abstraction in practice

→‘trans-abstraction in practice’.

accumulation of capital.

The process of the growth of →‘capital’. [2§3 sub 1, 2§6.]

active capital

→‘capital’.

actor.

The term ‘actor’ or ‘social actor’ is used in a very general sense of ‘activity’. An actor may be an individual (that is, an individual in a particular role, for example that of labourer, entrepreneur, manager) or a (corporate) ‘person’ in the legal sense, hence also an institution such as an enterprise, or the agent of a particular institution (e.g. enterprise). [2§7-a.]

allowance rights and positive rights.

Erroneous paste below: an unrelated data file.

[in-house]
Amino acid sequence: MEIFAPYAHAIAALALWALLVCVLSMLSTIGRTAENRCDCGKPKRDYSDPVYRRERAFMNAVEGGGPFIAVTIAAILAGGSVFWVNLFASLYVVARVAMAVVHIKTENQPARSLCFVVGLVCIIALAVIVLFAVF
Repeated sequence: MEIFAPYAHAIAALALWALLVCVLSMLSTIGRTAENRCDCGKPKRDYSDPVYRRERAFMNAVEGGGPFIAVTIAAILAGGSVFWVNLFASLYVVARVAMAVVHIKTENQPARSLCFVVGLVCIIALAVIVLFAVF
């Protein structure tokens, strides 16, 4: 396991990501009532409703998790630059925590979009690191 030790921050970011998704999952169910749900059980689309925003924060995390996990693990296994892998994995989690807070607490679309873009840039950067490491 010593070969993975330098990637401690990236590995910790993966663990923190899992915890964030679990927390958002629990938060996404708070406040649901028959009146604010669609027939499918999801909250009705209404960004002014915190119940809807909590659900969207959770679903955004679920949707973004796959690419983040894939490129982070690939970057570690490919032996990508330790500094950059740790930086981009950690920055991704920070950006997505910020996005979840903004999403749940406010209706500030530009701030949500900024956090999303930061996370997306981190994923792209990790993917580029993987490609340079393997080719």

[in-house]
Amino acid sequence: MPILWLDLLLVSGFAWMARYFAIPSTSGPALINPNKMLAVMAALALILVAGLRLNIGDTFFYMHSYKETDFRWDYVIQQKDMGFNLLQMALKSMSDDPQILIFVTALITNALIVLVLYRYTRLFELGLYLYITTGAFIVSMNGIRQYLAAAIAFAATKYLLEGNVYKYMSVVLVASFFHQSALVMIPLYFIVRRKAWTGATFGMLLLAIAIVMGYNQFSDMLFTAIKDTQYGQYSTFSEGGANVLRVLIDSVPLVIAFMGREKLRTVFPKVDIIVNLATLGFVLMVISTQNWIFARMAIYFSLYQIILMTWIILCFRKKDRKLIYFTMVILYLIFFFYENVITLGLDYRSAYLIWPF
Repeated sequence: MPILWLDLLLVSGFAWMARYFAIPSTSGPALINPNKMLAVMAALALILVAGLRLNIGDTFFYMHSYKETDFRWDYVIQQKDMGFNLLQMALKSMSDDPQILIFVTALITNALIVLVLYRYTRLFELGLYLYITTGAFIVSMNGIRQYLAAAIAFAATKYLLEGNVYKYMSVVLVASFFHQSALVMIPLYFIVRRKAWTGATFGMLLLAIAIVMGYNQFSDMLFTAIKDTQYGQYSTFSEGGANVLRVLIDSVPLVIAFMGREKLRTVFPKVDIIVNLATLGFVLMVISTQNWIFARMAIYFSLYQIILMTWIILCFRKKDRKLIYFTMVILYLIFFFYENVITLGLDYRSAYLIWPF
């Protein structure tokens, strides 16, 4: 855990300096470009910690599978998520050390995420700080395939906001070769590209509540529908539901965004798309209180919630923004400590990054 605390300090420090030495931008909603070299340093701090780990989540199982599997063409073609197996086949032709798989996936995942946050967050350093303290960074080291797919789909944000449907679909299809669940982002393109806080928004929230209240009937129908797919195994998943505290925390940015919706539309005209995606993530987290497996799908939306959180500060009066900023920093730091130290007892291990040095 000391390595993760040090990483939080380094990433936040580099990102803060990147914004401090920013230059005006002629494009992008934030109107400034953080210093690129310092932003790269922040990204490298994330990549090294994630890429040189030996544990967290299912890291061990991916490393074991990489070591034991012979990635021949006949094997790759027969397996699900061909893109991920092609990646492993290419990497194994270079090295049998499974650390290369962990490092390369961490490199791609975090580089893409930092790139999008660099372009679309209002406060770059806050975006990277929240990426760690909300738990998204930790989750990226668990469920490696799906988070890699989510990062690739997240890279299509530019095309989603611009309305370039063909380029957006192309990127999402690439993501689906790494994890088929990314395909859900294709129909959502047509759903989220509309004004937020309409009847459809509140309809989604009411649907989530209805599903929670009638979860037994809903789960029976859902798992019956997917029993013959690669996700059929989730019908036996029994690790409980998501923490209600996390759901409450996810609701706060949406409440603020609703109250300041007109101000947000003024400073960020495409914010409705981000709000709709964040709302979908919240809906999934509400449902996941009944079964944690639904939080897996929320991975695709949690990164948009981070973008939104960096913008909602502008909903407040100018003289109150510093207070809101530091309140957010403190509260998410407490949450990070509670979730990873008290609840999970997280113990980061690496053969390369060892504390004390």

An allowance right held by a person – e.g. the allowance right to property of means of production – entails the duty on all other persons to respect that right (‘person’ denotes person in the juridical sense, including, for example, a corporation). That is, the duty of non-interference, non-obstruction or non-action. Thus a full allowance right to property entails that once a person possesses property, the possession ought not be obstructed and, more specifically, the possessor ought not be expropriated. Similarly, a full allowance right to existence imposes the duty on other persons to not interfere with or obstruct this right, e.g. by violence. An ‘allowance right’ contrasts with a ‘positive right’. The latter entails duties that go much further: requiring ‘positive action’. (Positive rights require a specification as to whether the duty of positive action falls on all other persons, or on a specific category, or perhaps on the state or some other institution.) A positive right to property, for example, to the earth, might more specifically entail that everybody is granted the right to possess some portion or perhaps an equal proportion of the earth; it might impose the duty on others to transfer their disproportionate share in the earth to the other right holders. Similarly a positive right to existence, for example, specified as the positive right to decent work, or the positive right to a decent living (all to be specified further), imposes the duty on others of sharing the available decent work or to share other means of decent living. Again, the required duty might fall on the state or some other institution. [6§17.]